episode 20: identity

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Michiel B. de Jong

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Apr 30, 2013, 3:53:32 AM4/30/13
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episode 20, about identity: Persona, OpenID, SAML, WebID, and Webfinger

https://unhosted.org/decentralize/20/Persona,-OpenID,-SAML,-WebID,-and-Webfinger.html

Comments welcome!


Cheers,
Michiel

Leen Besselink

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Apr 30, 2013, 6:13:31 AM4/30/13
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You asked for it. :-)

While I totally agree that tying your identity to Facebook, Google, Twitter and others is bad.

Calling then proprietary might be a bit unfear ?

Yahoo supports:
- oAuth
- OpenID

Google supports:
- oAuth
- OpenID
- SAML (for corporate Google apps/docs)

Facebook supports:
- oAuth

Twitter supports:
- oAuth

With oAuth of Facebook, Yahoo and Google it is possible for the website to get the email address.

So I think it should be possible to replace that with Persona, because Yahoo and Google are email
providers and Facebook has a 'verified' flag.

That is a start at least.

I doubt many sites have the possibility yet to attach multiple identities to the same account, so it
might not be possible to change email addresses as easily. I hope many sites will consider this.

Better would be if they could move to an unhosted model of course. :-)

Have you seen the payments articles yet ?:

https://hacks.mozilla.org/category/payments/

>
> Cheers,
> Michiel
>
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Sebastian Kippe

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Apr 30, 2013, 7:27:12 AM4/30/13
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Hi,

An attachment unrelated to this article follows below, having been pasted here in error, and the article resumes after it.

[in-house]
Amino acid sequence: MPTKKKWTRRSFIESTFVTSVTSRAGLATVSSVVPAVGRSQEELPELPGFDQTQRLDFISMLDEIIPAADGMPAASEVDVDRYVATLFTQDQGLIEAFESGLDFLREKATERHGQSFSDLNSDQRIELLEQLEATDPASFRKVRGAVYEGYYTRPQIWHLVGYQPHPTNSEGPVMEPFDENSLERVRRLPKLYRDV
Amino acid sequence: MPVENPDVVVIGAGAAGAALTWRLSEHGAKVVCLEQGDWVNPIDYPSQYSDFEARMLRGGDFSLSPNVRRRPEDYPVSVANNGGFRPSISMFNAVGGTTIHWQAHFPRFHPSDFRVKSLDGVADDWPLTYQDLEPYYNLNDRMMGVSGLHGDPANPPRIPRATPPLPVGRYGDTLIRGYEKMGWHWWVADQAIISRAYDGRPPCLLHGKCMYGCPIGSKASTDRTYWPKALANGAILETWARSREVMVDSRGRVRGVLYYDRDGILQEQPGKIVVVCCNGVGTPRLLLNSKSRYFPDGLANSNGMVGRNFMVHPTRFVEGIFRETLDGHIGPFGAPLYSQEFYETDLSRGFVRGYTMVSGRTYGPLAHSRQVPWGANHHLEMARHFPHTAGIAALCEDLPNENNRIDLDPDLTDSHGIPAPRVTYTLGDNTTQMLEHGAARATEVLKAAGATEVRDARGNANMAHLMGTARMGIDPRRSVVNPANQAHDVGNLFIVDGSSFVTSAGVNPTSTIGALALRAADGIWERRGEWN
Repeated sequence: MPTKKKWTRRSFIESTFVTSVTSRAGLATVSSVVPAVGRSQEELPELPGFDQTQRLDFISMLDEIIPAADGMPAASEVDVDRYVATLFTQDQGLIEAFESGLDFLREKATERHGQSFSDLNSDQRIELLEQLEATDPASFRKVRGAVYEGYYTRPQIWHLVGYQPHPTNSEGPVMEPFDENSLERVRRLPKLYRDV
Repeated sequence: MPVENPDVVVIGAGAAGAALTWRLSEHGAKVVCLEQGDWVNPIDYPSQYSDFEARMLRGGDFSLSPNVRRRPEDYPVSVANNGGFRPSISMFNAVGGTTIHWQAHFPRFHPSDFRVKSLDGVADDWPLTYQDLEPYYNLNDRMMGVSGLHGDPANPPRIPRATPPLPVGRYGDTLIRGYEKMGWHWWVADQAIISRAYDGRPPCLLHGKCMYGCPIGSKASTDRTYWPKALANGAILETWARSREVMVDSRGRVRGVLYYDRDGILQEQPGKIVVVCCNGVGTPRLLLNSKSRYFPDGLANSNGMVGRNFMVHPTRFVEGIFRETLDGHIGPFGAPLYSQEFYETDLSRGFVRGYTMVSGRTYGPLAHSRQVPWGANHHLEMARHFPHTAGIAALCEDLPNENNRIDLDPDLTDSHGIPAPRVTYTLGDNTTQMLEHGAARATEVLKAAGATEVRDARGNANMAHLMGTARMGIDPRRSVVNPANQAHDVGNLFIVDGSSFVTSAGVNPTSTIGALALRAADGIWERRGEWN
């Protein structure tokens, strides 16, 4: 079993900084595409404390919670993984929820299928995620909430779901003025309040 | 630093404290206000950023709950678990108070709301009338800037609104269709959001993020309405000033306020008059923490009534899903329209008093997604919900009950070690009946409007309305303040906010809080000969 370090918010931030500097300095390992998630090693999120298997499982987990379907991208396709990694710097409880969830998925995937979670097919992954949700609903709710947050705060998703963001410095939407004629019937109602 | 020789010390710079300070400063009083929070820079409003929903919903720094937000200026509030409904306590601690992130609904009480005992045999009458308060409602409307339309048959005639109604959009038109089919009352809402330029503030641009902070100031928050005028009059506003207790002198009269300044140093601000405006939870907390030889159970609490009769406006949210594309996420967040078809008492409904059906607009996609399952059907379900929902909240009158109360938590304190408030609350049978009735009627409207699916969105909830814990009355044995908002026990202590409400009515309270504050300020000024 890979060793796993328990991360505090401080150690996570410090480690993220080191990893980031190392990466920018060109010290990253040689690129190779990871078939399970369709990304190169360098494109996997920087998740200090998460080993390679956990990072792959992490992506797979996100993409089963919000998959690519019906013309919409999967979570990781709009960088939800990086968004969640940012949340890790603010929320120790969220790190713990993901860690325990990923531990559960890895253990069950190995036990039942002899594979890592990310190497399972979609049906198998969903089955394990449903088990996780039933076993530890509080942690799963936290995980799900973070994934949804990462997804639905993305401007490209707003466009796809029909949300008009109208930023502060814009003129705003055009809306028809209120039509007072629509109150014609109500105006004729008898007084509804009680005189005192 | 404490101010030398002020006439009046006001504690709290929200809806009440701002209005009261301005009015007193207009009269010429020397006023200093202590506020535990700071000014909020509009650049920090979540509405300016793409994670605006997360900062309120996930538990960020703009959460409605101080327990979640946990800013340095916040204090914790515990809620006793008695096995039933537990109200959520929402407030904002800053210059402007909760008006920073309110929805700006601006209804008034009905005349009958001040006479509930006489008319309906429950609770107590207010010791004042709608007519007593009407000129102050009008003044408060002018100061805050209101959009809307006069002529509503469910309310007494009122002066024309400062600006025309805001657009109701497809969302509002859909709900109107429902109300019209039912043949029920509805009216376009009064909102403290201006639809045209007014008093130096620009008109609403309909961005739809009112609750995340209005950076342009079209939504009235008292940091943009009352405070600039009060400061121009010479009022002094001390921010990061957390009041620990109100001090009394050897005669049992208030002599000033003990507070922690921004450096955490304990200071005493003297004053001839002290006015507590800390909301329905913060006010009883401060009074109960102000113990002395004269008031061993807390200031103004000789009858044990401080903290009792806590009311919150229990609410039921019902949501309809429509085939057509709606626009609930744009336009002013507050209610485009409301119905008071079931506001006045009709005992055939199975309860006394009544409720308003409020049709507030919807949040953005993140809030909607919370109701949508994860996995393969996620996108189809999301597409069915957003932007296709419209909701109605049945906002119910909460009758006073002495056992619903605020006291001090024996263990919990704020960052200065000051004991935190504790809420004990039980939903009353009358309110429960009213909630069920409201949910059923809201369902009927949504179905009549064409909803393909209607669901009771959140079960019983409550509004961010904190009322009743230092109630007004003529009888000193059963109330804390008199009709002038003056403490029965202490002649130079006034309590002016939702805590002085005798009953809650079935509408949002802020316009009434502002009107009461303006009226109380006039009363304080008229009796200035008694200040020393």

Just a small note on the nobackend.org link in the context you mention it in: most solutions listed there do not allow you to choose your own backend. No-backend is kind of a privacy-carefree, technology-first approach to things. They don't really care if an app provider stores your data or not.

Cheers,
Basti

☮ elf Pavlik ☮

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Apr 30, 2013, 12:56:24 PM4/30/13
to Michiel B. de Jong, unhosted
Excerpts from Michiel B. de Jong's message of 2013-04-30 07:53:32 +0000:
> episode 20, about identity: Persona, OpenID, SAML, WebID, and Webfinger
>
> https://unhosted.org/decentralize/20/Persona,-OpenID,-SAML,-WebID,-and-Webfinger.html
"Identity is not a problem in unhosted applications: there are no per-application sessions, only per-user sessions." -- I find it bit confusing, if you want to interact with other peers you somehow need to identify each other...

"WebID is based on this idea: you create an asymmetric key pair inside your browser profile on your favorite client device, and use that to establish remote sessions at servers that support WebID." -- have you followed development of distinguishing different elements related to WebID

"WebID 1.0: Web Identity and Discovery"
https://dvcs.w3.org/hg/WebID/raw-file/tip/spec/identity-respec.html

"WebID-TLS"
https://dvcs.w3.org/hg/WebID/raw-file/tip/spec/index-respec.html

Michiel B. de Jong

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May 1, 2013, 7:31:28 AM5/1/13
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On 2013-04-30 18:56, ☮ elf Pavlik ☮ wrote:
> Excerpts from Michiel B. de Jong's message of 2013-04-30 07:53:32
> +0000:
>> episode 20, about identity: Persona, OpenID, SAML, WebID, and
>> Webfinger
>>
>>
>> https://unhosted.org/decentralize/20/Persona,-OpenID,-SAML,-WebID,-and-Webfinger.html
> "Identity is not a problem in unhosted applications: there are no
> per-application sessions, only per-user sessions." -- I find it bit
> confusing, if you want to interact with other peers you somehow need
> to identify each other...

right, i should distinguish "log in identities" from third-person